Can an employer be subjected to penalties for violations?  Yes.  Employers will be given ten (10) days to correct any violation after receiving a written notice of a violation.  If the violation continues, the City can impose a penalty of up to $500.  The City may, for a first-time violator, issue a warning if the employer attends an appropriate training session about compliance.

Employers that use a standardized application form throughout the State of Texas, and have employees in the City of Austin, should review the form to ensure it complies with the law.  They should also review their job postings and train hiring managers on permissible and impermissible inquiries and actions, with a particular emphasis on best practices for performing individualized assessments.


Monday, April 25, 2016

Disagreement over DOL’s Tip Credit Position Continues

Section 203(m) of the Fair Labor Standards Act (FLSA) addresses an employer’s use of the tip credit for tipped employees, and provides that an employer cannot take a tip credit unless the employee has been provided notice of the use of the tip credit, and all tips are retained by the employee, although valid tip pooling arrangements are not prohibited.

In its Fact Sheet #15, revised in July 2013, the United States Department of Labor (DOL) reiterates the position in its 2011 regulations that a tip is the sole property of the tipped employee regardless of whether the employer takes the tip credit.  At the time it issued the Fact Sheet, a district court in Oregon had declared invalid the DOL’s 2011 regulation that limited an employer’s use of its employees’ tips when the employer has not taken a tip credit against its minimum wage obligations.  Oregon Restaurant & Lodging v. Solis, 948 F. Supp. 2d 1217 (D. Or. 2013).  As a result of that decision, the DOL decided it would not enforce the tip retention requirements against any employer that had not taken the tip credit in jurisdictions within the Ninth Circuit while the government considered its options for appeal of the decision.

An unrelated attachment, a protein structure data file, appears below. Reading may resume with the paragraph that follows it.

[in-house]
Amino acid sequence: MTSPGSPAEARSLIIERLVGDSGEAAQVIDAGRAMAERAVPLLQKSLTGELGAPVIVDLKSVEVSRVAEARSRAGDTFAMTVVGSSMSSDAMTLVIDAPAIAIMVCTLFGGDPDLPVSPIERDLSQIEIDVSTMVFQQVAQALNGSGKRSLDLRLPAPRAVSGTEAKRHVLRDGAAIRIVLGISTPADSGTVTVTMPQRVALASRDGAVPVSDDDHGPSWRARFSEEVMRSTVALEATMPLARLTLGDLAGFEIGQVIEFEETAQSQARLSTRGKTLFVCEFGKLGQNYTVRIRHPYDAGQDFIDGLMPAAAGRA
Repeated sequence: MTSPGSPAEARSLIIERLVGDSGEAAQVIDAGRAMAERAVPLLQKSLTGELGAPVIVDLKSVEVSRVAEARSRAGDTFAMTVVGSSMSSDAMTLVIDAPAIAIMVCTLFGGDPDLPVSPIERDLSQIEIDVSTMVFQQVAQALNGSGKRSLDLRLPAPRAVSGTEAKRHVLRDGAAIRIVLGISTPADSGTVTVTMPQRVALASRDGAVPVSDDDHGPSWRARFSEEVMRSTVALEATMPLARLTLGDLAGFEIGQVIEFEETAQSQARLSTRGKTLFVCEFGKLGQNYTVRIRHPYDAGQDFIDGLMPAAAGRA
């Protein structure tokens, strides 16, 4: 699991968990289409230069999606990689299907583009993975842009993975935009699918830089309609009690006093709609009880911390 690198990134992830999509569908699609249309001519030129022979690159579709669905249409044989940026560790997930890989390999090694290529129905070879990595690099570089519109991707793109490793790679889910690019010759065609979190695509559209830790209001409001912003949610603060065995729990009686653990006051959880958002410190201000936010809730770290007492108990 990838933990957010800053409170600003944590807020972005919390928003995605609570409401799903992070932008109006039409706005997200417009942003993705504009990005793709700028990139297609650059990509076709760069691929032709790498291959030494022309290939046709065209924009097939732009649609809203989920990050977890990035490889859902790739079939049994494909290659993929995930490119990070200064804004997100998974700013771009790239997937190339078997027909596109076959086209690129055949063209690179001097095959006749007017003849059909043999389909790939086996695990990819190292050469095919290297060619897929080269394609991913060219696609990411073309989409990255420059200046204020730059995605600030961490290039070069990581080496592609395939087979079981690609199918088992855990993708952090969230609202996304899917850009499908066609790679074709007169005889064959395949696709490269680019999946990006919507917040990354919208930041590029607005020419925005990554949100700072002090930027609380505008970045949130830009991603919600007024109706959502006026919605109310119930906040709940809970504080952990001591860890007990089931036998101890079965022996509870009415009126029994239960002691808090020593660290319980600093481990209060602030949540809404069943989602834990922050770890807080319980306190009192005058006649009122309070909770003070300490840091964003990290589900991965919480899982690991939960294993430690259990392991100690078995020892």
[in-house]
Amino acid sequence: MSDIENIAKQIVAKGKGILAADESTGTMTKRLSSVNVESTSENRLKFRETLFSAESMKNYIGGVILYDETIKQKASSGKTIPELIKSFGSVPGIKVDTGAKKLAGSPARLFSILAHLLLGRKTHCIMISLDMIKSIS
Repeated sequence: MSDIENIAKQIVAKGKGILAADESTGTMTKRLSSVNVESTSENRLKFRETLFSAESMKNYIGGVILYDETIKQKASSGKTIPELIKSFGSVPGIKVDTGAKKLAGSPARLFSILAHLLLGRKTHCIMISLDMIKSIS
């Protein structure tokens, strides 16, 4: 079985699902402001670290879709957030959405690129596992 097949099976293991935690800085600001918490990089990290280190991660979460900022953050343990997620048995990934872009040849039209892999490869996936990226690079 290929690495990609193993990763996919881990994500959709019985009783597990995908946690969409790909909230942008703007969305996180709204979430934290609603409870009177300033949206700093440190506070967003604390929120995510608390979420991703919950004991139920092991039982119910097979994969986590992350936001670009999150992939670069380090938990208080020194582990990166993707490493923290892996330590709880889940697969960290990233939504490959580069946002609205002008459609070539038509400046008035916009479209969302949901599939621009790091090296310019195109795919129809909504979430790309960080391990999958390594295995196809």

In July 2015, the Ninth Circuit reversed the Oregon district court’s decision and remanded the case, finding in part that in exercising its discretion to regulate, the DOL promulgated a rule that is consistent with the FLSA’s language, legislative history, and purpose.  Oregon Restaurant & Lodging v. Perez, No. 13-35765, 2016 U.S. App. Lexis 3119 (9th Cir. Feb. 23, 2016).

The issue, however, is far from settled.  Late last month, a district court in Utah flatly rejected the holding in Perez, noting that the Perez majority analysis affords deference to a DOL regulation that contradicts the plain language of the statute.  Brueningsen v. Resort Express Inc., No. 2:12-CV-843-DN, 2016 U.S. App. Lexis 39747 (D. Utah Mar. 25, 2016).  Put another way, the district court in Utah agreed that where an employer did not take a tip credit to meet the minimum wage requirement for certain employees, it could retain some or all of the employees’ non cash tips.

Despite the conflicting court authorities, employers should expect the DOL to take the Perez position and find FLSA violations where an employer that does not take a tip credit retains all or some of the employees’ tips. 



Friday, April 22, 2016

New Lawsuit Asks Court to Find Joint Employment Relationship Between Pizza Franchisee and Franchisor

In a new collective and class action lawsuit filed in New York this month, the lead plaintiff, a former assistant store manager and customer service representative for one of the largest Domino’s Pizza franchisees in the city, contends that the franchisee for which he worked and the Domino’s franchisor should be held liable as joint employers for the franchisee’s alleged violations of the Fair Labor Standards Act (FLSA).  Kucher v. Domino’s Pizza, et al., Civil Case No. 1:16-cv-02492 (S.D.N.Y.).